Letters: Online college learning is not the easy option
STEVE Brennan (Letters, October 11) seems oblivious to the epidemics and disruption on campuses in fall 2020, and the rationale for a cautious and mixed approach to academic returns this year.
While Scotland still has an average of 2,500 new Covid cases per day, around 100 people die every day across the UK and with unknown consequences for predominantly Covid youth, the pandemic is far from over . The security-focused approach currently protects Mr. Brennan’s daughter, staff and the rest of the student body, and is the best way to bring us back to some form of normalcy in the future.
Let us remember that university employees moved learning, student support and research online overnight when the pandemic struck. Since then, they have worked even harder to deliver a high quality education, with blended, blended and digital learning adding to the workload and away from the easy options suggested by Mr. Brennan. We know that students want online learning choices, giving them more accessibility to learning at a pace and time that is convenient for them, which, combined with a live chat, provides a learning experience. complete learning.
Universities are not nightclubs. It is crucial that they are safe spaces for students and staff who also have underlying health issues or vulnerabilities. This means continuing with a careful, safety-focused approach that prioritizes the health and well-being of your reader’s daughter, staff, and the rest of the student body.
Mary Senior, University and Collegiate Union, Glasgow.
* I NOTE with interest Steve Brennan’s letter. I have friends who are currently supporting students on courses who wonder if the current arrangements are adequate and provide the valuable education they are paying for. Our students have struggled for the past 18 months and now, in addition to Covid, there is a housing shortage. This is particularly acute around Glasgow due to the upcoming COP26 conference, and some have nowhere to stay.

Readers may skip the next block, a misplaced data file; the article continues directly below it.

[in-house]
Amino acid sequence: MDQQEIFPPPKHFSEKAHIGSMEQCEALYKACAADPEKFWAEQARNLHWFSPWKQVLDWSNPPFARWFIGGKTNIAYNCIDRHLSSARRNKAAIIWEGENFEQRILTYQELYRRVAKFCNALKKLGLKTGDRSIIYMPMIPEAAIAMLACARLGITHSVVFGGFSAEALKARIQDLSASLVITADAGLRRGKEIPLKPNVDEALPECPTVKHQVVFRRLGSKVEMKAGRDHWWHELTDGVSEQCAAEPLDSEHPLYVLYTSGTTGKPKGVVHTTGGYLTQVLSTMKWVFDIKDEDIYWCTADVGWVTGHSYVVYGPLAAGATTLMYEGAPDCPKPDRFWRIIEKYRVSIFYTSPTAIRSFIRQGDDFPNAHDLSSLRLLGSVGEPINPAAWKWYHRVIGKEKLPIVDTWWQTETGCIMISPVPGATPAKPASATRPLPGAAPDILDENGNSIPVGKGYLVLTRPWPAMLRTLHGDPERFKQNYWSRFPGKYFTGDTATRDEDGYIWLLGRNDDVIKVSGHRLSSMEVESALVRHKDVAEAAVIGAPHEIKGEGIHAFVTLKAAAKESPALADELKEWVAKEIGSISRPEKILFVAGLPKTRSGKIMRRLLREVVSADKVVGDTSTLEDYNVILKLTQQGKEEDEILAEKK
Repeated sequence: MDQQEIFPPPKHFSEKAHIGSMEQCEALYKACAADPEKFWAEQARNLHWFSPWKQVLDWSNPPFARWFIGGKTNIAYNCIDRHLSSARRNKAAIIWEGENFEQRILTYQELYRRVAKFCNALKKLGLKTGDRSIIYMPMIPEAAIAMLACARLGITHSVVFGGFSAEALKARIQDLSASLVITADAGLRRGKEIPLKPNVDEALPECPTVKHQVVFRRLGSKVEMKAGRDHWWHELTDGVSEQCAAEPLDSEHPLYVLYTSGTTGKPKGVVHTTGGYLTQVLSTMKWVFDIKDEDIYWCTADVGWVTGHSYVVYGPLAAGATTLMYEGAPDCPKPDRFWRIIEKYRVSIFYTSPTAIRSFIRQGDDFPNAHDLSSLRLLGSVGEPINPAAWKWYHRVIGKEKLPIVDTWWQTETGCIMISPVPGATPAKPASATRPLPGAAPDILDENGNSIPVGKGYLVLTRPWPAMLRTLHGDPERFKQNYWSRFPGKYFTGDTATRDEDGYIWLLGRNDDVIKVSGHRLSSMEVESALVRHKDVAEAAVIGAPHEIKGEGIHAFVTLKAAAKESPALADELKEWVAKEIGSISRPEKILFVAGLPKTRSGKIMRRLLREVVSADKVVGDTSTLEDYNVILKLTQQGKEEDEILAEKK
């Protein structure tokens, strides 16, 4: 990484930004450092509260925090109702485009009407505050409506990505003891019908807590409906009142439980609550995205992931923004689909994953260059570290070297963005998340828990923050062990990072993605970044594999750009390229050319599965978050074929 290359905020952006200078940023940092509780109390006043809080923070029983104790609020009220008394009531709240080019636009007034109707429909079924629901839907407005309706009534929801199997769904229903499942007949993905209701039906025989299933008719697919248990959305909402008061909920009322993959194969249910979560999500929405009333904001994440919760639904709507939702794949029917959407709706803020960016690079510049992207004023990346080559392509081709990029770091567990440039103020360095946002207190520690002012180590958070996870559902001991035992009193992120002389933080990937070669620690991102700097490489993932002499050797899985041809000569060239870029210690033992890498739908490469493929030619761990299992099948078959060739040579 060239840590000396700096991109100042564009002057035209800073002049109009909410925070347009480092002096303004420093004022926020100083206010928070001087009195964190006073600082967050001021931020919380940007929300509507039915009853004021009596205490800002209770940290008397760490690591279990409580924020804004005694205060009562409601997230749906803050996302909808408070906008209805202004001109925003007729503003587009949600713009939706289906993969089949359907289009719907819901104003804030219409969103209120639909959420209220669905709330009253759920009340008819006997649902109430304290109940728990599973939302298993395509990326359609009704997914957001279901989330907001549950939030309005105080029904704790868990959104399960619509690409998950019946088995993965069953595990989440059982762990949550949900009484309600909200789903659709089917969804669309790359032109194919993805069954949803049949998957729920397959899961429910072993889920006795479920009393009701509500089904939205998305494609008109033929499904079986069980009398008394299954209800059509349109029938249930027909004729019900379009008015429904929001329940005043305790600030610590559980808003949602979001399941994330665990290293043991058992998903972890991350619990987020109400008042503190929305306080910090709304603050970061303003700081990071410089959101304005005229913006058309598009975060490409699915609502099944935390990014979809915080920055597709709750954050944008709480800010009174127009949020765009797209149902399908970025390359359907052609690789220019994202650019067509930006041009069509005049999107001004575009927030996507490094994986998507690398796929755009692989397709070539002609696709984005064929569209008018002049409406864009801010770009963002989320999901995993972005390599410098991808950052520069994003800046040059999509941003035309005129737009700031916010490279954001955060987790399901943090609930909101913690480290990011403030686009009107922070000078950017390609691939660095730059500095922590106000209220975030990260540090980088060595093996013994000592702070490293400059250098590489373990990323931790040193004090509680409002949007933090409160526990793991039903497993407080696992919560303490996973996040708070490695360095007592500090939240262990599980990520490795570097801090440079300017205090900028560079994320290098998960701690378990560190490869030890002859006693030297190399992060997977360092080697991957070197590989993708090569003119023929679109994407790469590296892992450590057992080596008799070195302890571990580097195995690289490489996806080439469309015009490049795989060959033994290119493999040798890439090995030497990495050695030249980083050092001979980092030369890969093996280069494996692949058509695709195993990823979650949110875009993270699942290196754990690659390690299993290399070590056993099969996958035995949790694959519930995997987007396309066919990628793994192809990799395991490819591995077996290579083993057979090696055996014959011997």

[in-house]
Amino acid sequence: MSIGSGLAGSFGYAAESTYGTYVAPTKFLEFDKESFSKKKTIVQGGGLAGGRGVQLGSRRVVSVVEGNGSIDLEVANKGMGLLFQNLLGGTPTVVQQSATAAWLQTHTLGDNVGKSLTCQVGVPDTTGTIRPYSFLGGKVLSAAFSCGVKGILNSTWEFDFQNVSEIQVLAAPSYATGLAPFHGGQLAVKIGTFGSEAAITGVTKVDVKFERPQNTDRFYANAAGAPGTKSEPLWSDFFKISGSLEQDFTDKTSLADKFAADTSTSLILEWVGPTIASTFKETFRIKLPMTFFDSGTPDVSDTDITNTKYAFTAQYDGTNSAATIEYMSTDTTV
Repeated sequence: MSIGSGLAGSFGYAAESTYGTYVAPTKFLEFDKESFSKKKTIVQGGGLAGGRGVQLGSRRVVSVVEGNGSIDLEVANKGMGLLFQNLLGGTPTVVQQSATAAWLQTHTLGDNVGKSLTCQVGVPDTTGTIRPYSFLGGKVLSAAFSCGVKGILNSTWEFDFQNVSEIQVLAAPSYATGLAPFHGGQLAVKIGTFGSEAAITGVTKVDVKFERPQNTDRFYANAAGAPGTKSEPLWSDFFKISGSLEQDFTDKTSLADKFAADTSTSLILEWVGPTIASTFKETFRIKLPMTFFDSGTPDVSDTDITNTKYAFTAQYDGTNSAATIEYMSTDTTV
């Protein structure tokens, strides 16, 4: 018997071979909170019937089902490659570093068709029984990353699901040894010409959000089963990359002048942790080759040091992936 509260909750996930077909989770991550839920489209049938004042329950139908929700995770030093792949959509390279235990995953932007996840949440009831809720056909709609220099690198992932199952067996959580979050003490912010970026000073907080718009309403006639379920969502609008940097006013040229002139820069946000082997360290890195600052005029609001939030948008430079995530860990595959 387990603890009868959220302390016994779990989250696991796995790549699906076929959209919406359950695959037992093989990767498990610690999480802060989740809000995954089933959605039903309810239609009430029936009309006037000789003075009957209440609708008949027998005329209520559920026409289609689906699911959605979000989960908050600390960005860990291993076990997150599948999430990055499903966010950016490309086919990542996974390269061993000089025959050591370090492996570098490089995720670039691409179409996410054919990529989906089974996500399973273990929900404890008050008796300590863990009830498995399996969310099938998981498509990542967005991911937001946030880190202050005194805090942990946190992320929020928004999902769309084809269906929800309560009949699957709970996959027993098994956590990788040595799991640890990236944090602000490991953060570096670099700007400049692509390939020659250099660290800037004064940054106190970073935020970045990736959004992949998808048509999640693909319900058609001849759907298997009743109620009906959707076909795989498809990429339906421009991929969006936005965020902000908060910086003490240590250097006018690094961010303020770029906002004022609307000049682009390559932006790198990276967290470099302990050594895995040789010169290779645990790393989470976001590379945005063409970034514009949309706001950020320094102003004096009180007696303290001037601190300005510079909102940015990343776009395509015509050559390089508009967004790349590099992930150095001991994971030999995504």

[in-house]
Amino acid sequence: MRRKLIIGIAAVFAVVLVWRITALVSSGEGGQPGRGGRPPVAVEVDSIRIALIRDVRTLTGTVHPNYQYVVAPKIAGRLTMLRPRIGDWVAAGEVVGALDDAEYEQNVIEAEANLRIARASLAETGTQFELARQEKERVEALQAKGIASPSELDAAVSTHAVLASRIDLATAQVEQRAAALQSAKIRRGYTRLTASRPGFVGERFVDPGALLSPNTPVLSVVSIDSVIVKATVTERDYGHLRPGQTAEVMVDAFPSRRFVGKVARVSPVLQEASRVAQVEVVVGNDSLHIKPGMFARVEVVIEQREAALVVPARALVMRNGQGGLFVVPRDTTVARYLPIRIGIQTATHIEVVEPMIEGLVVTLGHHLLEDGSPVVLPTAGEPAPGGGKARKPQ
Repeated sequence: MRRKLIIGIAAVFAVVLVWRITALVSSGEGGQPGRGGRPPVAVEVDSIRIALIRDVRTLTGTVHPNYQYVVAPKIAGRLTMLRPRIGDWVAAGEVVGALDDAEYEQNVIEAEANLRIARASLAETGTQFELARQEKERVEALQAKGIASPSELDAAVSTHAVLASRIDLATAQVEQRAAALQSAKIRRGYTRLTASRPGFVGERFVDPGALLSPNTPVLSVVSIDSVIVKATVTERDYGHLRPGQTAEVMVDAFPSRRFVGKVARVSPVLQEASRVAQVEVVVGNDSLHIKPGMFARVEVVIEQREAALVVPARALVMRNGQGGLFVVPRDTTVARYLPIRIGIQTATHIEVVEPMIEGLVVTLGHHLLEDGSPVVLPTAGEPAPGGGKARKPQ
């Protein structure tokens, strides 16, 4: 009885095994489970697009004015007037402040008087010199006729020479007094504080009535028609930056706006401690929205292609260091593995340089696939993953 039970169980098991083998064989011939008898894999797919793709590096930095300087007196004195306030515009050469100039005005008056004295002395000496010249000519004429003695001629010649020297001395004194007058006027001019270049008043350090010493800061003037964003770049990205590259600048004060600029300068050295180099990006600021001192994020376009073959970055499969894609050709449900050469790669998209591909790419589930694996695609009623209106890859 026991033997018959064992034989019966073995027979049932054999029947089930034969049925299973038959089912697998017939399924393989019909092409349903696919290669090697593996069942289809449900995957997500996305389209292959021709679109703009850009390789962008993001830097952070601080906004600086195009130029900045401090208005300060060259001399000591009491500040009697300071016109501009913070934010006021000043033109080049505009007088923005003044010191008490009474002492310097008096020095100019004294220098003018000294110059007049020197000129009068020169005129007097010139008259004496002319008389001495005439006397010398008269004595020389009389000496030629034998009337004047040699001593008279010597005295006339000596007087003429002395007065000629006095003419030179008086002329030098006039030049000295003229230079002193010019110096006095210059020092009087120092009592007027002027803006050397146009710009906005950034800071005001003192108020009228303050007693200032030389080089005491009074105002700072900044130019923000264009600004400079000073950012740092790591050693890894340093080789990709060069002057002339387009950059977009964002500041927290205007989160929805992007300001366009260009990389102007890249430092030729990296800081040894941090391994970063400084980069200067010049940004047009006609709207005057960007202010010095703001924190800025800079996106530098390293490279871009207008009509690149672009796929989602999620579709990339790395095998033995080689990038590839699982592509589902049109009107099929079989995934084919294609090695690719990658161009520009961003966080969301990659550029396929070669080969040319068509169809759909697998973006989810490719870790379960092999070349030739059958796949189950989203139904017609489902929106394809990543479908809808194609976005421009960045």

I’m sure there are a lot of parents who will think that maybe now is not the right time for their child to go to college, but the reality is that we need a constant number of young people with a broad skills base to keep our economy running and to provide our employers with a sufficient number of qualified people. Universities have a role to play in ensuring that they can provide these people. Believe me, you don’t want to phone the dentist when you have a toothache to tell them they don’t have one, because âthere is a shortage because none of them graduated this yearâ.
It seems to me that the world will have to live with Covid-19 for some time to come; indeed, it can be as good as it gets, so it would be good to know if there are any plans for universities to return to some semblance of normalcy. If not now, then when?
Ian Higgins, Airdrie.
A SAD WASTE OF NHS RESOURCES
HAVING seen my consultant at an eye clinic in the Glasgow Royal Infirmary, my eye drop prescription was changed. I duly explained this to my general surgery receptionist when requesting a new prescription. I picked up the package and found out at home that I had received the first one and not the new one.
I called the surgery and was told that since they had not received notification of the change, I should contact the hospital and search for the required letter, which I did. I then contacted the pharmacist and informed him of the change and offered to return the wrong prescription which they said I could do but the drops had to be destroyed. It turns out that they are single drops, in sealed “envelopes”, in unopened boxes, and I only picked them up two days ago. Regardless, for the boring “health and safety” mantra, they must be destroyed, and no, they cannot be given to a third world country.
I think a similar situation applies, for example, to urine and blood sample bottles. When a box is opened and found to contain the wrong type of bottle, the entire lot is destroyed. I’m sure there are many other examples of such debauchery. It’s like burning booknotes. No matter how much money is donated to the NHS, it still wouldn’t be effective.
Lesley Mackiggan, Glasgow.
DON’T GET LOST IN SPACE
WILLIAM Shatner, 90, wants to travel to space to see what he needs to do to save the planet. Maybe not burning tons of fossil fuels to get off the ground and stay on Earth would be a start. All this âspace tourismâ is one of the worst things imaginable; billionaires who have nothing better to do.
Steve Barnet, Gargunnock.
So, after beyond ridiculous suggestions that a woman should be interpreted as James Bond fueled by testosterone, we are now told that a non-human superhero from planet Krypton is bisexual (“Today’s issue: Superman sort â, The Herald, October 13), announcing the arrival of Peak Virtue-Signaling. This terrible slander can only be the work of this wicked brain Lex Luther. Or maybe the Joker? Unfortunately not.
How about portraying James Bond struggling to pay for electricity, or a homeless, jobless Clark Kent surfing on Jimmy Olsen’s couch? Or a world where Harry Potter has to walk two miles a day for fresh water to survive? The reality of life for millions.
Take a step back while awaiting the onslaught of abuse.
John Dunlop, Ayr.